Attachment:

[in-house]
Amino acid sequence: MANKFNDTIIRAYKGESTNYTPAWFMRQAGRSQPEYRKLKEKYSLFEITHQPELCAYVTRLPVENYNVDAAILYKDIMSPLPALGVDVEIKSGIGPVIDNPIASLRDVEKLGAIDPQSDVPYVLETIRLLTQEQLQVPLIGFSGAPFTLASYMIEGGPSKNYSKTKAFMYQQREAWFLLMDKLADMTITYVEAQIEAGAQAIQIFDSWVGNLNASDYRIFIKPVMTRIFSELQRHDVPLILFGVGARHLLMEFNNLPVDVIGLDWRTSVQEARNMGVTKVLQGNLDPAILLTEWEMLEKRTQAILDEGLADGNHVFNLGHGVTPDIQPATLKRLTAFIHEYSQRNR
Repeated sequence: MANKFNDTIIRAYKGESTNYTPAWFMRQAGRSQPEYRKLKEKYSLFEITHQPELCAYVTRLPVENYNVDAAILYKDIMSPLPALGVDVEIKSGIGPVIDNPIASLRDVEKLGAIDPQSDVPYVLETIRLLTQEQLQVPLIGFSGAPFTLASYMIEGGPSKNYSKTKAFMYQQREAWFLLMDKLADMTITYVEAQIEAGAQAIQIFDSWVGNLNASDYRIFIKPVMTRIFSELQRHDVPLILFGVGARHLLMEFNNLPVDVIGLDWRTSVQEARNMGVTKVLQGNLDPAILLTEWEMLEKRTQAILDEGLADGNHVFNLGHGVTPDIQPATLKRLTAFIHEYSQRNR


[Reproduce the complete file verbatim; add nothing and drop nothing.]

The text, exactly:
[in-house]
Amino acid sequence: MANKFNDTIIRAYKGESTNYTPAWFMRQAGRSQPEYRKLKEKYSLFEITHQPELCAYVTRLPVENYNVDAAILYKDIMSPLPALGVDVEIKSGIGPVIDNPIASLRDVEKLGAIDPQSDVPYVLETIRLLTQEQLQVPLIGFSGAPFTLASYMIEGGPSKNYSKTKAFMYQQREAWFLLMDKLADMTITYVEAQIEAGAQAIQIFDSWVGNLNASDYRIFIKPVMTRIFSELQRHDVPLILFGVGARHLLMEFNNLPVDVIGLDWRTSVQEARNMGVTKVLQGNLDPAILLTEWEMLEKRTQAILDEGLADGNHVFNLGHGVTPDIQPATLKRLTAFIHEYSQRNR
Repeated sequence: MANKFNDTIIRAYKGESTNYTPAWFMRQAGRSQPEYRKLKEKYSLFEITHQPELCAYVTRLPVENYNVDAAILYKDIMSPLPALGVDVEIKSGIGPVIDNPIASLRDVEKLGAIDPQSDVPYVLETIRLLTQEQLQVPLIGFSGAPFTLASYMIEGGPSKNYSKTKAFMYQQREAWFLLMDKLADMTITYVEAQIEAGAQAIQIFDSWVGNLNASDYRIFIKPVMTRIFSELQRHDVPLILFGVGARHLLMEFNNLPVDVIGLDWRTSVQEARNMGVTKVLQGNLDPAILLTEWEMLEKRTQAILDEGLADGNHVFNLGHGVTPDIQPATLKRLTAFIHEYSQRNR